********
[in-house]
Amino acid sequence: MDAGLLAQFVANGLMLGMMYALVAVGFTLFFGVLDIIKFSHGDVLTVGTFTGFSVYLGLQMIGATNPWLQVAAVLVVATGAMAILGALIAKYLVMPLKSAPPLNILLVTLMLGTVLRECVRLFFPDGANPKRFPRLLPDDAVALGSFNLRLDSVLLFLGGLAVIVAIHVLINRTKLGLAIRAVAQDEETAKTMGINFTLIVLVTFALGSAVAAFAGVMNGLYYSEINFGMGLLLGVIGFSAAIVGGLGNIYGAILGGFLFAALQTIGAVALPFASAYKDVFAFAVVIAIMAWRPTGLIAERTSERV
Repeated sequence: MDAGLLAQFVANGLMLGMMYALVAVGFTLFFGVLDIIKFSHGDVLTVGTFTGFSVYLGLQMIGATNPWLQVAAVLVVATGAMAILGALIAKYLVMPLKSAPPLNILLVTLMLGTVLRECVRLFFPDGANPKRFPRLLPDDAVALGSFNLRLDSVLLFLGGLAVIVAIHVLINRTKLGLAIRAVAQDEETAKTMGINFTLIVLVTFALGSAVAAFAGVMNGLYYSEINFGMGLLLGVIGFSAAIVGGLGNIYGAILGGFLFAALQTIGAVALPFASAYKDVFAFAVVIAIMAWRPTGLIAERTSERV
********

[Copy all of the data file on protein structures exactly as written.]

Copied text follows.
[in-house]
Amino acid sequence: MDAGLLAQFVANGLMLGMMYALVAVGFTLFFGVLDIIKFSHGDVLTVGTFTGFSVYLGLQMIGATNPWLQVAAVLVVATGAMAILGALIAKYLVMPLKSAPPLNILLVTLMLGTVLRECVRLFFPDGANPKRFPRLLPDDAVALGSFNLRLDSVLLFLGGLAVIVAIHVLINRTKLGLAIRAVAQDEETAKTMGINFTLIVLVTFALGSAVAAFAGVMNGLYYSEINFGMGLLLGVIGFSAAIVGGLGNIYGAILGGFLFAALQTIGAVALPFASAYKDVFAFAVVIAIMAWRPTGLIAERTSERV
Repeated sequence: MDAGLLAQFVANGLMLGMMYALVAVGFTLFFGVLDIIKFSHGDVLTVGTFTGFSVYLGLQMIGATNPWLQVAAVLVVATGAMAILGALIAKYLVMPLKSAPPLNILLVTLMLGTVLRECVRLFFPDGANPKRFPRLLPDDAVALGSFNLRLDSVLLFLGGLAVIVAIHVLINRTKLGLAIRAVAQDEETAKTMGINFTLIVLVTFALGSAVAAFAGVMNGLYYSEINFGMGLLLGVIGFSAAIVGGLGNIYGAILGGFLFAALQTIGAVALPFASAYKDVFAFAVVIAIMAWRPTGLIAERTSERV